HOST: I did read this but do you know what else I read…

HOST: You’ve misread the room. I don’t know if you know this but I’m anti small business… [INAUDIBLE]. By the way, there’s a bit of heat on outside the studio. As I ask my questions if you see a red dot… just… [laughter]… I can be accused of being a bit cynical, you know what I mean. Largely caused by a lifetime of inconsistencies by politicians. So I thought what I’d do is I’d actually go to a school last night for a fete and I’ve asked some kids, I’ve said you were here that you’re coming on, so I’ve actually got some questions from the kids if that’s alright.

PRIME MINISTER: Sure.

HOST: By the way no money changed hands, it was not a cashier, Scott. In case you’re wondering.

HOST: This one’s from Molly, who’s seven, says I was so excited when I heard the Prime Minister was going to be on Chrissie, Sam, and Brownie. Please thank Alan Jones for allowing him to appear on your show.

[Laughter]

PRIME MINISTER: Molly’s pretty switched on.

HOST: What did you think about Alan Jones, the way he spoke to the CEO of the Opera House?

PRIME MINISTER: Well he did apologise for it.

HOST: He apologised?

PRIME MINISTER: Yeah he did apologise for it. As I said at the time, they weren’t painting it on, it’s all sort of passed now. It became a bit of a kerfuffle up there in Sydney, but you know, it’s all passed now. You know, the Opera House is still standing.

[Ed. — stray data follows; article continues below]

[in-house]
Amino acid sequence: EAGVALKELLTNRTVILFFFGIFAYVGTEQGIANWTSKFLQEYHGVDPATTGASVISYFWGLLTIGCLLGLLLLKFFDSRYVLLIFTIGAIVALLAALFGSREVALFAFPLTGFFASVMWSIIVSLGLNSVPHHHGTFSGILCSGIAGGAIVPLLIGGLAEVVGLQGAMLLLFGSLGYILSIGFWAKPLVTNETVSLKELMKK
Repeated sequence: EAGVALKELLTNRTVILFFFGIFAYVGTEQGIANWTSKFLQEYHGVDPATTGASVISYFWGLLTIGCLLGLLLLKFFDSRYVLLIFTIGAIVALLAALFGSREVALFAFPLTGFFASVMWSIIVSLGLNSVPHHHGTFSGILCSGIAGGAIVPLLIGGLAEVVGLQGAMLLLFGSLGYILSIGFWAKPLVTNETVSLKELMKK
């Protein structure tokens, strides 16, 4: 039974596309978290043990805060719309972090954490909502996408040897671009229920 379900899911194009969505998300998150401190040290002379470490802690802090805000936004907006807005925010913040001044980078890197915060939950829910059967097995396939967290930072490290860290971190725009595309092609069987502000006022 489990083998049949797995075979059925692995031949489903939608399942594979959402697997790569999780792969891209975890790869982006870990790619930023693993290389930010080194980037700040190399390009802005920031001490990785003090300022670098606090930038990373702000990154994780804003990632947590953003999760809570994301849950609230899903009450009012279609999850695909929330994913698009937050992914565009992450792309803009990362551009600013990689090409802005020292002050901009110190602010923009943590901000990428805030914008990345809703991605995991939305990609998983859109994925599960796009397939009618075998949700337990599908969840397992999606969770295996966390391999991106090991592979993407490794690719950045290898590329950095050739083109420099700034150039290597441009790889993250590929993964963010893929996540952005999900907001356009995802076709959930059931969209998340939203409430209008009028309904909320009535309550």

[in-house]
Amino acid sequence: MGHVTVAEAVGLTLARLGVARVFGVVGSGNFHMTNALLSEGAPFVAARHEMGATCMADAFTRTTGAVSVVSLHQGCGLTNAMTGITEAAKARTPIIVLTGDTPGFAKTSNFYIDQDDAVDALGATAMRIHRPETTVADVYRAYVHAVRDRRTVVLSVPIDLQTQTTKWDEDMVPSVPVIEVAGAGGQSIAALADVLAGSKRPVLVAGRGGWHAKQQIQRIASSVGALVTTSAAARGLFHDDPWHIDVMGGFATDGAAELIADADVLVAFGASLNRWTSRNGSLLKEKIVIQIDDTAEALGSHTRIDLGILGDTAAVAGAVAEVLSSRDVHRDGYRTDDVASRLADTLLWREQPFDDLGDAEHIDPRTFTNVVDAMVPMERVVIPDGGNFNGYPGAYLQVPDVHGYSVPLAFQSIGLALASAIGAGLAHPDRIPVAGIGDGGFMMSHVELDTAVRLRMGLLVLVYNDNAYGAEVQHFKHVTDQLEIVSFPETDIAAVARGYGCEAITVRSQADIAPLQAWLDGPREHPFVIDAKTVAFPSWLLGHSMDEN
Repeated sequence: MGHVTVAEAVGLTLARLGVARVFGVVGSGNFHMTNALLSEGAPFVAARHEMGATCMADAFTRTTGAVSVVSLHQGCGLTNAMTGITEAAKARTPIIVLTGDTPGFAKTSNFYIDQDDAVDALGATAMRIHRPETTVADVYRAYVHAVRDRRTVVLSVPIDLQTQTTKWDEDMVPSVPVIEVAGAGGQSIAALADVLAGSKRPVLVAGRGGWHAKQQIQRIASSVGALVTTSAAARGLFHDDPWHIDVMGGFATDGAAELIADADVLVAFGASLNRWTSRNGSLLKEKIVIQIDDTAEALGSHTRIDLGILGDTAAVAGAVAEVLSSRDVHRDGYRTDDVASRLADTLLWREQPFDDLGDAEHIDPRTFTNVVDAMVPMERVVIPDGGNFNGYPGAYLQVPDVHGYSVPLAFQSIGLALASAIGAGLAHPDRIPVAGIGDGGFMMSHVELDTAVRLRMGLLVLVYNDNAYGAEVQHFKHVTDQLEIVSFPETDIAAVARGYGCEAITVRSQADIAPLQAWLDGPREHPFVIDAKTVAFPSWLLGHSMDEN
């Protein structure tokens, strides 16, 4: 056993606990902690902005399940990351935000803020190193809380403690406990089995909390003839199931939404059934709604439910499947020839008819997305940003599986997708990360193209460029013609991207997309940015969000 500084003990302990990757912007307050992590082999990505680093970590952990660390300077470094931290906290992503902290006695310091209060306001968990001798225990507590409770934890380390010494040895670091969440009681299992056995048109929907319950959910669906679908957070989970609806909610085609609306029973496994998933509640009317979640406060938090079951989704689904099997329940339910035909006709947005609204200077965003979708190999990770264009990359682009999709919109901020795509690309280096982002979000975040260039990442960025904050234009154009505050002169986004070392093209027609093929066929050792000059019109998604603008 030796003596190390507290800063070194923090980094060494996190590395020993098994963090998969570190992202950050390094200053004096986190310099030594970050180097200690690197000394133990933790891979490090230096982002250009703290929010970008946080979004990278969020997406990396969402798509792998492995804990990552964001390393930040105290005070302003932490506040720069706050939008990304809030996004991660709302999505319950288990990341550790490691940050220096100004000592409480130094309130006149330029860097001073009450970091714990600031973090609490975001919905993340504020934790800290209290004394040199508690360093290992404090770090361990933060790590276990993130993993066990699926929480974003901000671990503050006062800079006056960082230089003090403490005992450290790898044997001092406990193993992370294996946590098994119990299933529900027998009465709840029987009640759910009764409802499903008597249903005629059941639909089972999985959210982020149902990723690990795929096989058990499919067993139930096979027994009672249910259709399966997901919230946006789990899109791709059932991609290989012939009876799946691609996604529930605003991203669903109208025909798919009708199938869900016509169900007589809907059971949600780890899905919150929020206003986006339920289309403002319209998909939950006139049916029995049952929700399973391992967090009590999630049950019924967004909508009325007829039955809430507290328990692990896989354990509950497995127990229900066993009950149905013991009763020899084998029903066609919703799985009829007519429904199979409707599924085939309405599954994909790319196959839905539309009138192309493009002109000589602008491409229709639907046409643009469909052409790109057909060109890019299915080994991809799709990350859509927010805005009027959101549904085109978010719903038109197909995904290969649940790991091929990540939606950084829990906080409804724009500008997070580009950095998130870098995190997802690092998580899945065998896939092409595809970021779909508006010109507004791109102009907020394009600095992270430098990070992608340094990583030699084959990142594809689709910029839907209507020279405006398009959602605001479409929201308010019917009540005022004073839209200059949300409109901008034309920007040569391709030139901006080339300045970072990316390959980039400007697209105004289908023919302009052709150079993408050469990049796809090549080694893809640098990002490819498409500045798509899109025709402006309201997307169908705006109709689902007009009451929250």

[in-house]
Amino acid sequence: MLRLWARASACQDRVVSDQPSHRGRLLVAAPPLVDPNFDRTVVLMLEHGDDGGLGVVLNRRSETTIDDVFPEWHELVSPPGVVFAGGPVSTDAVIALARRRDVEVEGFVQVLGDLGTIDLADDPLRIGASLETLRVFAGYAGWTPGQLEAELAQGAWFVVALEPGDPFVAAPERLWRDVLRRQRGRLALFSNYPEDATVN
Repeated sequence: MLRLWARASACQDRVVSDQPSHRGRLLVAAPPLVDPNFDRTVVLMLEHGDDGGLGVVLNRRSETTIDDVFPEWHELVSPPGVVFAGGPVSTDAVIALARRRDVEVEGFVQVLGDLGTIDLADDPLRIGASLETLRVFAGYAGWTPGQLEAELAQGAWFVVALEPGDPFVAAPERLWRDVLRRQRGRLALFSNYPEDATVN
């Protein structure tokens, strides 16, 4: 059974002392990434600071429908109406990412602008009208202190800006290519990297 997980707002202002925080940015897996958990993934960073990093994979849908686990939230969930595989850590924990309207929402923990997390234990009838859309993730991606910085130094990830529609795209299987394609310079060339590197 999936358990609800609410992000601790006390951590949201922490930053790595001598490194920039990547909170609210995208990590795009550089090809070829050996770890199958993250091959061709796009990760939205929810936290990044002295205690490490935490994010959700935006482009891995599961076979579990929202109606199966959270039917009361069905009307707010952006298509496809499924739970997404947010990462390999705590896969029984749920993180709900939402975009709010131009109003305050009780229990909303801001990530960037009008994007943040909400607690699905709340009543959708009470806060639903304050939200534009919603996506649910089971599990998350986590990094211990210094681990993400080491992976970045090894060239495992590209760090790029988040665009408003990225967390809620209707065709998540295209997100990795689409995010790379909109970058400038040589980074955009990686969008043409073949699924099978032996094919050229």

HOST: Red dot on your head right now.

HOST: With education, because I see you guys are in charge of the Government schools and as someone who sends their kids to Government schools very proudly, you send your kids to private schools. How can we trust that you’re going to have Government schools in the best, you know, efforts?

PRIME MINISTER: Well state governments run the state government schools…

HOST: [INAUDIBLE]

PRIME MINISTER: No no. The state government runs them but we’ve put $29 billion extra into our public schools and into our independent schools and into our Catholic schools. You know, everybody should have a choice about what they do. I went to public schools all of my life, so did my wife, and we took a decision to send our kids to a Christian school because that’s how we are bringing our kids up and when parents want to do that they should have that choice. But state schools, they are the heart of the education system for the overwhelming majority of families. About 30 per cent of kids actually go to non-state schools and we want all kids to have the best education regardless of what school they go to and our funding package backs that up.